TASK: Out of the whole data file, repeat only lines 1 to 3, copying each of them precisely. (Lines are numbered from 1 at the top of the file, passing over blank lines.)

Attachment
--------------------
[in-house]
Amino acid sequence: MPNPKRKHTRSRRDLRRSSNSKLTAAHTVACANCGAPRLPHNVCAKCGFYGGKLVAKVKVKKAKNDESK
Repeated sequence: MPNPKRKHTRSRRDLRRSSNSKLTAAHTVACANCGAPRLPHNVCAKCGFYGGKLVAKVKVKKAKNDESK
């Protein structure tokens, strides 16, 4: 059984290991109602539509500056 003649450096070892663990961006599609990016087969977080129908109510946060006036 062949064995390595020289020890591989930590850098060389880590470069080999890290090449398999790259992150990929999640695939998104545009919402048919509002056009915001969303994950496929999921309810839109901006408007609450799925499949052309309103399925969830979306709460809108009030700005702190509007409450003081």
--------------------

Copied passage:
[in-house]
Amino acid sequence: MPNPKRKHTRSRRDLRRSSNSKLTAAHTVACANCGAPRLPHNVCAKCGFYGGKLVAKVKVKKAKNDESK
Repeated sequence: MPNPKRKHTRSRRDLRRSSNSKLTAAHTVACANCGAPRLPHNVCAKCGFYGGKLVAKVKVKKAKNDESK